Brag all you want. But if you brag falsely claiming that everyone independently agrees with you, you might be liable for false advertising. (Dear reader, perhaps you share my hope that claiming support of others for one's own baseless assertions would be found to be unacceptable in the political realm as well.)
A New York district court just addressed this issue in the context of product review sites. This case involved two companies in the business of buying precious metals and jewelry from the public. The plaintiff alleged that defendant, and its marketing agencies, set up "purportedly independent websites for the dual purposes of falsely establishing their own credibility and legitimacy and directing consumers who visit those websites to their own sites" (rather than plaintiff's). Accordingly to plaintiff, these supposedly independent sites posted fake negative reviews about plaintiff, posted positive fake reviews about defendant, and removed real positive reviews about plaintiff. At least one site also falsely claimed, according to plaintiff, to be "independently ranked #1." Plaintiff sued under the Lanham Act, the New York General Business Law and the Florida Deceptive and Unfair Trade Practices Act. The defendants moved to dismiss.
The court refused to dismiss the Lanham Act claims. The issue for the court was not the actual reviews on the sites, or the high ratings for defendants' business, but the false representation that those ratings were derived independently or from real customer reviews, when in actuality they were created and published by the defendants. And such false claims of independence were actionable, at least under Lanham Act. (The court came to a different conclusion under the state statutes, finding that because plaintiff did not allege that defendants paid consumers less for their precious metals and jewelry than they were worth or than plaintiff would have paid, or that consumers otherwise received an inferior service or product, plaintiff did not state a claim under the New York or Florida laws.)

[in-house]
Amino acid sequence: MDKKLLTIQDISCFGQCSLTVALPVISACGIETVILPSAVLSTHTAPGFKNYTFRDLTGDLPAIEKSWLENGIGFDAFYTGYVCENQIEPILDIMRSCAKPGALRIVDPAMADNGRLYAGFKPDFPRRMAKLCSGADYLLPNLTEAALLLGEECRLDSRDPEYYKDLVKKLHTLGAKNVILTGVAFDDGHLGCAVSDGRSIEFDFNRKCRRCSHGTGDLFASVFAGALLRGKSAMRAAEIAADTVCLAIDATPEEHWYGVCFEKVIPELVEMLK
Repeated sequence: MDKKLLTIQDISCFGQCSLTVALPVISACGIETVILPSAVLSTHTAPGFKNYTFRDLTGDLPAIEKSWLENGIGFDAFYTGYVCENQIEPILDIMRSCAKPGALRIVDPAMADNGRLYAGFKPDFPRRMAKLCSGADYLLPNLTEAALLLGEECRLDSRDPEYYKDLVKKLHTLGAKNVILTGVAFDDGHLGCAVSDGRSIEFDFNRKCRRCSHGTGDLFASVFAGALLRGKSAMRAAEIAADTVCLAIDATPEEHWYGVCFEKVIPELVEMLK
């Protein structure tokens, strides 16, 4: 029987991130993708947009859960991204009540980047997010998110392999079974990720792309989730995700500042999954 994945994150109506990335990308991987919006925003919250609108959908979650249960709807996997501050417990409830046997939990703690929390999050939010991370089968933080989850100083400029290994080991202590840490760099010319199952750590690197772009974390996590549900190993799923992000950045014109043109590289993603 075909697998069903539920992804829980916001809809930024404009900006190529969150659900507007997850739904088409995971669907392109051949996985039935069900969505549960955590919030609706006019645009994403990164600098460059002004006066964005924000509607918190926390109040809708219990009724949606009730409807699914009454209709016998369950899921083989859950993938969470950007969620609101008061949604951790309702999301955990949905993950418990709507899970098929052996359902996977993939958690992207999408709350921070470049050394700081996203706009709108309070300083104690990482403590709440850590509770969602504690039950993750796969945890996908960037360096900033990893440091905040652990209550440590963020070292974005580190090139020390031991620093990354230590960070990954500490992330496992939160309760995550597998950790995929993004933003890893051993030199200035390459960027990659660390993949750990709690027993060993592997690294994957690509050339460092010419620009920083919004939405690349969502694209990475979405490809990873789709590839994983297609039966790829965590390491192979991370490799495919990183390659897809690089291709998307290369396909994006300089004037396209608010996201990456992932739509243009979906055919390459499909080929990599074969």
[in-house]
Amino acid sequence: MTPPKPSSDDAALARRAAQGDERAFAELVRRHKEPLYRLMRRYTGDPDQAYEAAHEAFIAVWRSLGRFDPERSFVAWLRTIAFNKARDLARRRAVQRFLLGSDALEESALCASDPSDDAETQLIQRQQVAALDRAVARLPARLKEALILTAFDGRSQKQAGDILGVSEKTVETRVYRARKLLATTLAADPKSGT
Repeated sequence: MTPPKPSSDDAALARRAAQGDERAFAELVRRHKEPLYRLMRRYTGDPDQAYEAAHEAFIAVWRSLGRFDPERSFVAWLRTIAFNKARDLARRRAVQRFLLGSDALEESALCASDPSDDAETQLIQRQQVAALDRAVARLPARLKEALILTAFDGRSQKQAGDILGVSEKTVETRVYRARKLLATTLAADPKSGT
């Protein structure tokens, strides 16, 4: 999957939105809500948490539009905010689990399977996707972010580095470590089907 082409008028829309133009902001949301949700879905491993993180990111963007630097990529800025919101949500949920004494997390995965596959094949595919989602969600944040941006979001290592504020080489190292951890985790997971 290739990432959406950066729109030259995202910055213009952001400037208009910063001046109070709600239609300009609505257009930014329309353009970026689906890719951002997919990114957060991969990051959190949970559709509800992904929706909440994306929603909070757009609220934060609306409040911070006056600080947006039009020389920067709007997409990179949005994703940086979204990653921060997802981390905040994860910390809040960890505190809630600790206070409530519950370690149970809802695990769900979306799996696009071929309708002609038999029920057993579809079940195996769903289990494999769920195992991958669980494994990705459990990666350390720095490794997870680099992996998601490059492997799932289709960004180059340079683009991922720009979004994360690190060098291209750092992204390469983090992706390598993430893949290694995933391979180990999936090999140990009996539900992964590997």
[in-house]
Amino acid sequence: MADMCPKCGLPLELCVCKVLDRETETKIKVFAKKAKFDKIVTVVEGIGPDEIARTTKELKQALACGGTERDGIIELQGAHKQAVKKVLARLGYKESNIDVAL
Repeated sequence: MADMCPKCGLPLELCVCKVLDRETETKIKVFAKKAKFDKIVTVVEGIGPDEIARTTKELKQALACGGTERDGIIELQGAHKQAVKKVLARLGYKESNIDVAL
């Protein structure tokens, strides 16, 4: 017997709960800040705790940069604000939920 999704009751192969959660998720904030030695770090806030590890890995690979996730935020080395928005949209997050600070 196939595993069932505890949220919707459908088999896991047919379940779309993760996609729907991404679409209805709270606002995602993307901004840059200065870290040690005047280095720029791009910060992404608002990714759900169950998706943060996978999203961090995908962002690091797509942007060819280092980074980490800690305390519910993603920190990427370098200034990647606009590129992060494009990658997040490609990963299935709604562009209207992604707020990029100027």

It is worth noting that two of the defendants, the marketing agencies, moved to dismiss on the basis that their roles were limited to registering, creating, and maintaining the deceptive websites at issue and that, therefore, they did not actively participate in the deception. The court disagreed, "find[ing] instructive to its analysis the 'handful' of district court cases that have considered 'the liability of advertising and public relations agencies for Lanham Act false advertising violations." The court found that while these defendants are not advertising agencies, "they, like the advertising agencies at issue in those cases, are alleged to have 'knowingly participated in the creation, development, and propagation of the false advertising campaign,' and can accordingly be held liable as joint tortfeasors." Accordingly, the Lanham Act charges against the two agencies were not dismissed.
Fake product reviews have given rise to a number of regulatory, self-regulatory and private actions. So too have product review sites themselves when their connection to the companies they review is hidden. (See, for example, Case # 6369 where NAD found two mattress ranking and review websites owned by the mattress manufacturer Amerisleep may have appeared to be independent to consumers and therefore recommended that the advertiser discontinue the sites or modify them to ensure that consumers clearly understand that the websites' contents are advertising for Amerisleep).
The practices described in these cases may be ubiquitous, but regulators – and competitors – find them very problematic, given the power of the product review in today's online marketplace. For more on this important topic, stay tuned for our announcement about an upcoming webinar.
(Description of graphic for visually-impaired readers: picture of gold piggy bank.)
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